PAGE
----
When the FTPS or HTTPS protocol is used, the configured certificate must be issued with the Subject Alternative Name (subjectAltName) or the Common Name (CN) containing the address used by the HTTPS or FTPS clients to connect to the server.
Multiple services can share the same set of keys and certificates.
If you have server-side certificates issued with different Common Names (CN), such as CN=acme-test.com and CN=acme1-test.com, ensure that there is a corresponding client certificate for each each of the CNs involved or that the name of the account is the same as the configured CN.
The port number is not included in SSL/TLS certificate validation.
When validating and troubleshooting SSL/TLS host and server, check both server-side and client-side error logs as the issue may be on the client or server-side certificates. If you only have access to the client-side or the server-side logs, such as working with external partners, please get in touch with them to obtain logs from the other side.
When there is an error code and message, the log information corresponds with the diagnostic information provided by OpenSSL.
Default server installation will generate a self-signed SSL certificate, and pairs of 2048-bit RSA and 1024-bit DSA private/public keys.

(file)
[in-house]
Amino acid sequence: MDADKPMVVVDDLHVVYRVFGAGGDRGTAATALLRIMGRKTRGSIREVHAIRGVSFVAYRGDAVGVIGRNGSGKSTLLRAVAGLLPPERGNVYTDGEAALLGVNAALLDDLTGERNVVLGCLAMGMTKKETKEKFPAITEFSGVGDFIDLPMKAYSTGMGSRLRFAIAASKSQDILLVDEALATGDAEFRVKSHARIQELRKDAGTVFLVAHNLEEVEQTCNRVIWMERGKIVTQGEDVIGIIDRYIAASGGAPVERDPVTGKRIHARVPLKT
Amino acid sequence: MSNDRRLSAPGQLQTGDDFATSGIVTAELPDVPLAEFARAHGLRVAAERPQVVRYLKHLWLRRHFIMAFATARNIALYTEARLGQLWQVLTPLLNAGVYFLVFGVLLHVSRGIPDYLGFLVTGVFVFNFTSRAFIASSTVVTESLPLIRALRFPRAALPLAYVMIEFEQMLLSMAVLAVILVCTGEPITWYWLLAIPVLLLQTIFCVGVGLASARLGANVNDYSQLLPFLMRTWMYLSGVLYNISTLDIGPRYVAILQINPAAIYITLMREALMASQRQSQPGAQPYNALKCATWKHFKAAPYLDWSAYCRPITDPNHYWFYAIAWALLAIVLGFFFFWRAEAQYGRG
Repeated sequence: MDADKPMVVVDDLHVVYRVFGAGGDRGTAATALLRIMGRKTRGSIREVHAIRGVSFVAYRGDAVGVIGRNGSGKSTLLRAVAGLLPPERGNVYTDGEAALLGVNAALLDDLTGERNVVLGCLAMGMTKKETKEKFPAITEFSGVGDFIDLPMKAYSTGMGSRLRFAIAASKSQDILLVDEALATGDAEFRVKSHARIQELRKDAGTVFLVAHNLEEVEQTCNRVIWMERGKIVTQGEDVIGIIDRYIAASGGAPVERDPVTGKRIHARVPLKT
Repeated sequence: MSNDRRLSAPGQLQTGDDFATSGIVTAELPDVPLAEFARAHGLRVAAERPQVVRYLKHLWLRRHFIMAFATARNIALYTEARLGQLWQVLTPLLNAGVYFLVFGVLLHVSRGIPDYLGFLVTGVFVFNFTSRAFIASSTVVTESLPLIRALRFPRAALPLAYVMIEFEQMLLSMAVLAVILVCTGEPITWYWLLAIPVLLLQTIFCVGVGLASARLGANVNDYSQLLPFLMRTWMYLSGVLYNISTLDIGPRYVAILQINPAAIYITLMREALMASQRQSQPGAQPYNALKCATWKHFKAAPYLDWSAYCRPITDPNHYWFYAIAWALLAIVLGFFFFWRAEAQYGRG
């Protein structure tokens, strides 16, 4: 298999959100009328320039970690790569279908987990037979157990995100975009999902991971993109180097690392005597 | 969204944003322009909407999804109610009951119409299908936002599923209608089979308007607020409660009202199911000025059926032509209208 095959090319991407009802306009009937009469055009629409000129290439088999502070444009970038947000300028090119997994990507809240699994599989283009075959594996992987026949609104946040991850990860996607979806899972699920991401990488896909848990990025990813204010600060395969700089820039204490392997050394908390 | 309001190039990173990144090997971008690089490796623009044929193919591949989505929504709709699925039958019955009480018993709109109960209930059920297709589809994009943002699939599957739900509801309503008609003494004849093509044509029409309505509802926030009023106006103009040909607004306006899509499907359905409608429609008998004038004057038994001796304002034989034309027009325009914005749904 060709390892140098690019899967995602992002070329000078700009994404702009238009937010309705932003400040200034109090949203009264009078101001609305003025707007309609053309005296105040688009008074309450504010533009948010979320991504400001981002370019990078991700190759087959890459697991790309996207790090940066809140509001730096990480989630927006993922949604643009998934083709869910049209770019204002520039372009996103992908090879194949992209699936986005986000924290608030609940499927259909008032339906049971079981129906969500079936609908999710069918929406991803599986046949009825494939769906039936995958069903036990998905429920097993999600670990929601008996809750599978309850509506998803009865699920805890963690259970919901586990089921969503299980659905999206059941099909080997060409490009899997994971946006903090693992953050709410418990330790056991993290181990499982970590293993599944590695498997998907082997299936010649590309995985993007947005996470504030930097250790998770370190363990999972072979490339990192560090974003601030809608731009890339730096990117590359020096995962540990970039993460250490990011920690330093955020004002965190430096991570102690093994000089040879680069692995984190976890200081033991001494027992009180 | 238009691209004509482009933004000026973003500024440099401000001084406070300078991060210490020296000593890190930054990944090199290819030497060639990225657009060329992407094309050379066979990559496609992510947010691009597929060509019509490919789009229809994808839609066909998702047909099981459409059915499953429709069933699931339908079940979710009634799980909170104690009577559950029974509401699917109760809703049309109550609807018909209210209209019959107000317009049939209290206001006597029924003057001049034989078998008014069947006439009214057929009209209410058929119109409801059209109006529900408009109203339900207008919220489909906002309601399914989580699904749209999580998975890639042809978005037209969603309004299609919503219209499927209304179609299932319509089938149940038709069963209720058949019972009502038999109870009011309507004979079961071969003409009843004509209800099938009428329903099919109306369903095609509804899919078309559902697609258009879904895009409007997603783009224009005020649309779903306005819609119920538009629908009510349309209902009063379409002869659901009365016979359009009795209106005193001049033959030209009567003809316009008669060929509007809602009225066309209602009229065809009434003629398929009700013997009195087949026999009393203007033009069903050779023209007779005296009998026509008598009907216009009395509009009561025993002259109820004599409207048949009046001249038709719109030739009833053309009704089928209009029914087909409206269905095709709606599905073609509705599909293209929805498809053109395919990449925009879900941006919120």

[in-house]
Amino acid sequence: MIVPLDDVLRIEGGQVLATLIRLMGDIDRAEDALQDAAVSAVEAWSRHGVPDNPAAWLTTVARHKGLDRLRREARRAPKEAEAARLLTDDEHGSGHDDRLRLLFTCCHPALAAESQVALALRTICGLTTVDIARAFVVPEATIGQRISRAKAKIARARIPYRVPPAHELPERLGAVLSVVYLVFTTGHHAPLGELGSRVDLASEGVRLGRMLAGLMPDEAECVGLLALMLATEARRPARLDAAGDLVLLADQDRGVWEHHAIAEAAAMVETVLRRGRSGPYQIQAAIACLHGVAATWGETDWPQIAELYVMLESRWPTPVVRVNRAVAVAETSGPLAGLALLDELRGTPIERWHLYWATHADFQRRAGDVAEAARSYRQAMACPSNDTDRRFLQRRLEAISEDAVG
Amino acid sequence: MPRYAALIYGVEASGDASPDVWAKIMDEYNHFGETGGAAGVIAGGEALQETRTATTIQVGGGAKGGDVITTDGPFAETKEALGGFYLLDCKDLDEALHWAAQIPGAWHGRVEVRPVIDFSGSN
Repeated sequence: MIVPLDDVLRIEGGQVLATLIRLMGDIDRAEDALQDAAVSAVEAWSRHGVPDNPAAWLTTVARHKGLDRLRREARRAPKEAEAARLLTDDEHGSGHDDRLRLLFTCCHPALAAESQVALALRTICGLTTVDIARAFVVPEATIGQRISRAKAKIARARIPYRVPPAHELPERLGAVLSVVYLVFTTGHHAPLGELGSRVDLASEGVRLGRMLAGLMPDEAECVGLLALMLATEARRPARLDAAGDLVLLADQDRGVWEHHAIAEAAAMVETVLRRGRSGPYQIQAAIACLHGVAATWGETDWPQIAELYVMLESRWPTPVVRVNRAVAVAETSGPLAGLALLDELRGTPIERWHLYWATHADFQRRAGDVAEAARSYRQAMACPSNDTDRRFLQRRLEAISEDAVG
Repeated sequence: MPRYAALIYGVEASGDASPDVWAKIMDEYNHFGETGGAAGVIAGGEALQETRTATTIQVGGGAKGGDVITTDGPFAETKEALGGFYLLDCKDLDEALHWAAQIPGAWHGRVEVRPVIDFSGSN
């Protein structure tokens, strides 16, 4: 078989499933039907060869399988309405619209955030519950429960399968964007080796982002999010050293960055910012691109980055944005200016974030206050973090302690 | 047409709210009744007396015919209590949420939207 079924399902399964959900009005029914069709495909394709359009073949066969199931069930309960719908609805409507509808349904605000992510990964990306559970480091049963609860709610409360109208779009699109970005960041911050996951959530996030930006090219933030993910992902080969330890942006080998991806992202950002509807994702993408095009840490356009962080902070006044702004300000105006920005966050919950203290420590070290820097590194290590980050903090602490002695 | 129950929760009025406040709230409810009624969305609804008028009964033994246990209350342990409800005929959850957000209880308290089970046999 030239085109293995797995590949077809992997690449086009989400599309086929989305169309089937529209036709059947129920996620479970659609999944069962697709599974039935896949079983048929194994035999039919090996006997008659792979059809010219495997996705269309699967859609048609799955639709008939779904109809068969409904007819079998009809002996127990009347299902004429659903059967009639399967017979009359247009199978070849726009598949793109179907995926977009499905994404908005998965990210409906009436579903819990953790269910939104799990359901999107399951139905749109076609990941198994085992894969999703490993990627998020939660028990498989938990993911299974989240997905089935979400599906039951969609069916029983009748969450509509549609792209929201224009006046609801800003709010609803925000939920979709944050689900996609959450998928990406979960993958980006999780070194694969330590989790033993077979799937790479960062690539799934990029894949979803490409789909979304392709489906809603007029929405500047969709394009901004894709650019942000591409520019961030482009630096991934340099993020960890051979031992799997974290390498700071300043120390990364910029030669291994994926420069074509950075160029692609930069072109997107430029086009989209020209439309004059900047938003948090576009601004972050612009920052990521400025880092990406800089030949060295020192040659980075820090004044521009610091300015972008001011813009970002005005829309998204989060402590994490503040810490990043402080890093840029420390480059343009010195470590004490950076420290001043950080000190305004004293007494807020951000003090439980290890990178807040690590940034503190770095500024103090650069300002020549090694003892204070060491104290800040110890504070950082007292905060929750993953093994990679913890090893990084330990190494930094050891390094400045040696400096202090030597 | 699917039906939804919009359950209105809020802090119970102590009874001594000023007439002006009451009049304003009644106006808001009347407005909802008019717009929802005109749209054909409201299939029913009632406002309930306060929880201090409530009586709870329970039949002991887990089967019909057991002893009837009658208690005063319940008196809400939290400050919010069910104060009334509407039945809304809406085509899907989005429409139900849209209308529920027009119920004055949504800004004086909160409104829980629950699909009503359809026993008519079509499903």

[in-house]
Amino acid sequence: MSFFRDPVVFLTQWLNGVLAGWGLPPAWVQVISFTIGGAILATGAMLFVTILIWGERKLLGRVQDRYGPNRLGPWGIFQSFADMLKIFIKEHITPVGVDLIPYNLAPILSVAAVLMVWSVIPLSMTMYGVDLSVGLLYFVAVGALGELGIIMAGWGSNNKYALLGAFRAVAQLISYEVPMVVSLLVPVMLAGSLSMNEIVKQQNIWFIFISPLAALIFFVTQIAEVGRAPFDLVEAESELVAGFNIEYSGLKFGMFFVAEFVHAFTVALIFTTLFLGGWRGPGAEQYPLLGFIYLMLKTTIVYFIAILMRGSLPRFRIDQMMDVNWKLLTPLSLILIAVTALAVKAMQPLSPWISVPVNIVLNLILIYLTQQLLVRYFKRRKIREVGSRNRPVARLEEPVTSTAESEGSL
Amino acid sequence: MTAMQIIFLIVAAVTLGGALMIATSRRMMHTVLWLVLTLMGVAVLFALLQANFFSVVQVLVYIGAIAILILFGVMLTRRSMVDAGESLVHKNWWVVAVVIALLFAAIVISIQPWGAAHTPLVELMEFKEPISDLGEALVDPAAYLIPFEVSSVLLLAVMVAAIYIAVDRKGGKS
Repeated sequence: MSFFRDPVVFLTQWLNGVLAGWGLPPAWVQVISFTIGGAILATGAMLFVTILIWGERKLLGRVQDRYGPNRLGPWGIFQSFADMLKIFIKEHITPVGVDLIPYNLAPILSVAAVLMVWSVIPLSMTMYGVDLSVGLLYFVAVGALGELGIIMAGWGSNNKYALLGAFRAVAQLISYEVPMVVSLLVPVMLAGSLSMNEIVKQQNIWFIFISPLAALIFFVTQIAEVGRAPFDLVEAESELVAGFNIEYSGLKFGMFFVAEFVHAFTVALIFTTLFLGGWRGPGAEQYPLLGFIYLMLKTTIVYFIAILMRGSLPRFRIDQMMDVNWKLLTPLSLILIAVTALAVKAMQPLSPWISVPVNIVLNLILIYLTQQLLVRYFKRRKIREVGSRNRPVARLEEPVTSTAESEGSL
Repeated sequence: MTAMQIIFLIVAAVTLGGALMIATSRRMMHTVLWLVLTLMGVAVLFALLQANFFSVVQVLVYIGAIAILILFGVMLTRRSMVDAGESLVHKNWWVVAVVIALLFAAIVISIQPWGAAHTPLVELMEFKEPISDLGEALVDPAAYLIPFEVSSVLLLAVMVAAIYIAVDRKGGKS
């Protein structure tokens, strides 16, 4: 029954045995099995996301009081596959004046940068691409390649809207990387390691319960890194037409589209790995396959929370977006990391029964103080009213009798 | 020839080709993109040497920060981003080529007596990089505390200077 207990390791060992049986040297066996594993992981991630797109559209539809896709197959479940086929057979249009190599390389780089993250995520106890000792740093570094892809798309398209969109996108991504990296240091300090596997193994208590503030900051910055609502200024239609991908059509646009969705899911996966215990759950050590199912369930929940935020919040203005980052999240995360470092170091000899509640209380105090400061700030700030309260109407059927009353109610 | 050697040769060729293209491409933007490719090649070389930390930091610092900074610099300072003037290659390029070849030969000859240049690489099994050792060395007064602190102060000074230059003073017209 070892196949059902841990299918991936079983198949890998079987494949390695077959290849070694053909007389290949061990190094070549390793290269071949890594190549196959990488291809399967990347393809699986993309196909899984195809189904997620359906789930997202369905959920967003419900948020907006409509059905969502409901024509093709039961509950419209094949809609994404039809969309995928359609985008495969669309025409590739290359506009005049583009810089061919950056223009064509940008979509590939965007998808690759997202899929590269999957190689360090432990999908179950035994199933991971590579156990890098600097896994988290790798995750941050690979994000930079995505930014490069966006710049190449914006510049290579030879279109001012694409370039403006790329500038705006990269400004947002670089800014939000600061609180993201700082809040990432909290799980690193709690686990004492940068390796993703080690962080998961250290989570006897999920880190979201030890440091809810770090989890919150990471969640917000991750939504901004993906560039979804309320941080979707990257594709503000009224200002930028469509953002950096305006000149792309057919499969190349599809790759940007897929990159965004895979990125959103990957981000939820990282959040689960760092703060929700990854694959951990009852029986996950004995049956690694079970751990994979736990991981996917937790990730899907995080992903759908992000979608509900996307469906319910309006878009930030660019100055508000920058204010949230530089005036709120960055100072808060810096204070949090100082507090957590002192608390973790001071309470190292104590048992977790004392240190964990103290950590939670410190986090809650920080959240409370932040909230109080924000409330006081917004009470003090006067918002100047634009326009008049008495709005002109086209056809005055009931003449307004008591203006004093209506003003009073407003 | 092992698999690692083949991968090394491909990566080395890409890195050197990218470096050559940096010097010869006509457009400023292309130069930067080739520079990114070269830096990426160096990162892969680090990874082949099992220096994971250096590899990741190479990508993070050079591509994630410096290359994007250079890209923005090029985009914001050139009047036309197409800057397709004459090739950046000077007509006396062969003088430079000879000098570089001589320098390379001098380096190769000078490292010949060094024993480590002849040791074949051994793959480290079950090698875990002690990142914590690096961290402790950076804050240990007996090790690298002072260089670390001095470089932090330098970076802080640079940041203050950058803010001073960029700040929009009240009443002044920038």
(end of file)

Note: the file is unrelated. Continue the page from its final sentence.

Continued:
To change the certificates used by the SSL/TLS service, you need to generate a new key and an associated certificate signing request. This can be done with external tools such as the IIS Manager, OpenSSL tools, or the Java KeyTool.
SSL certificates are stored in PEM format.
SSH keys are stored in OpenSSH format.
In the case that the SSH keys are breached, or you need to use keys with a different size, you can generate new keys using the Local Manager or the command line tool distributed with the server.
To manage public keys for SSH clients, please consult the documentation dedicated to SSH Key Authentication
The server handles private/public keys and certificates as normal files in the local file system.